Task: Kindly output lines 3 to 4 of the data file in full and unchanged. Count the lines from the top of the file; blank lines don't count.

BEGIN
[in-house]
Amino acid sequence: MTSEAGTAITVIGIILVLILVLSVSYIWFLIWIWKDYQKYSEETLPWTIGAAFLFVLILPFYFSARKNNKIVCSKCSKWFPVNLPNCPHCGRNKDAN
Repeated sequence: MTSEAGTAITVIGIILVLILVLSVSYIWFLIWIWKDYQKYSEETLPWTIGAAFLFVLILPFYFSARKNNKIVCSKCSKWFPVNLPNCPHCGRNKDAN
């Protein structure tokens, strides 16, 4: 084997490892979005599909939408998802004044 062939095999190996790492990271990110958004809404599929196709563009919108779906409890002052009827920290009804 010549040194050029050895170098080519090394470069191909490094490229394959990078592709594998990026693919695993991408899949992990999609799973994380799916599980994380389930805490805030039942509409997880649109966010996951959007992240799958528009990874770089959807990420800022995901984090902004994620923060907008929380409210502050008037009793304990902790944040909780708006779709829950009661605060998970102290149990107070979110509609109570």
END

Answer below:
Repeated sequence: MTSEAGTAITVIGIILVLILVLSVSYIWFLIWIWKDYQKYSEETLPWTIGAAFLFVLILPFYFSARKNNKIVCSKCSKWFPVNLPNCPHCGRNKDAN
């Protein structure tokens, strides 16, 4: 084997490892979005599909939408998802004044 062939095999190996790492990271990110958004809404599929196709563009919108779906409890002052009827920290009804 010549040194050029050895170098080519090394470069191909490094490229394959990078592709594998990026693919695993991408899949992990999609799973994380799916599980994380389930805490805030039942509409997880649109966010996951959007992240799958528009990874770089959807990420800022995901984090902004994620923060907008929380409210502050008037009793304990902790944040909780708006779709829950009661605060998970102290149990107070979110509609109570």